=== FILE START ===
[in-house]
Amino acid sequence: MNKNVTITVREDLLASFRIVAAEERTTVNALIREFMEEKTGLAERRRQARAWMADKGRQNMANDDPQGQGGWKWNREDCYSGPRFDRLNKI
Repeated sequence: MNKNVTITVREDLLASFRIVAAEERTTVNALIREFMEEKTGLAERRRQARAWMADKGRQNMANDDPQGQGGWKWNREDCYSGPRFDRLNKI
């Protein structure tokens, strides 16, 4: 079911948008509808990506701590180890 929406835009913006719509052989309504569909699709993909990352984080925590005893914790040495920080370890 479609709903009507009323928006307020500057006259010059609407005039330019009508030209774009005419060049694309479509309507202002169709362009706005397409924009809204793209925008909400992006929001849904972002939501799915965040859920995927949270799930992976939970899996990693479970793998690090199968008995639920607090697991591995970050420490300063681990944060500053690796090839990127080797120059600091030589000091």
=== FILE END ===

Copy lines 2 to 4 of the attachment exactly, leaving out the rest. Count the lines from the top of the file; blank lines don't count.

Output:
Amino acid sequence: MNKNVTITVREDLLASFRIVAAEERTTVNALIREFMEEKTGLAERRRQARAWMADKGRQNMANDDPQGQGGWKWNREDCYSGPRFDRLNKI
Repeated sequence: MNKNVTITVREDLLASFRIVAAEERTTVNALIREFMEEKTGLAERRRQARAWMADKGRQNMANDDPQGQGGWKWNREDCYSGPRFDRLNKI
């Protein structure tokens, strides 16, 4: 079911948008509808990506701590180890 929406835009913006719509052989309504569909699709993909990352984080925590005893914790040495920080370890 479609709903009507009323928006307020500057006259010059609407005039330019009508030209774009005419060049694309479509309507202002169709362009706005397409924009809204793209925008909400992006929001849904972002939501799915965040859920995927949270799930992976939970899996990693479970793998690090199968008995639920607090697991591995970050420490300063681990944060500053690796090839990127080797120059600091030589000091």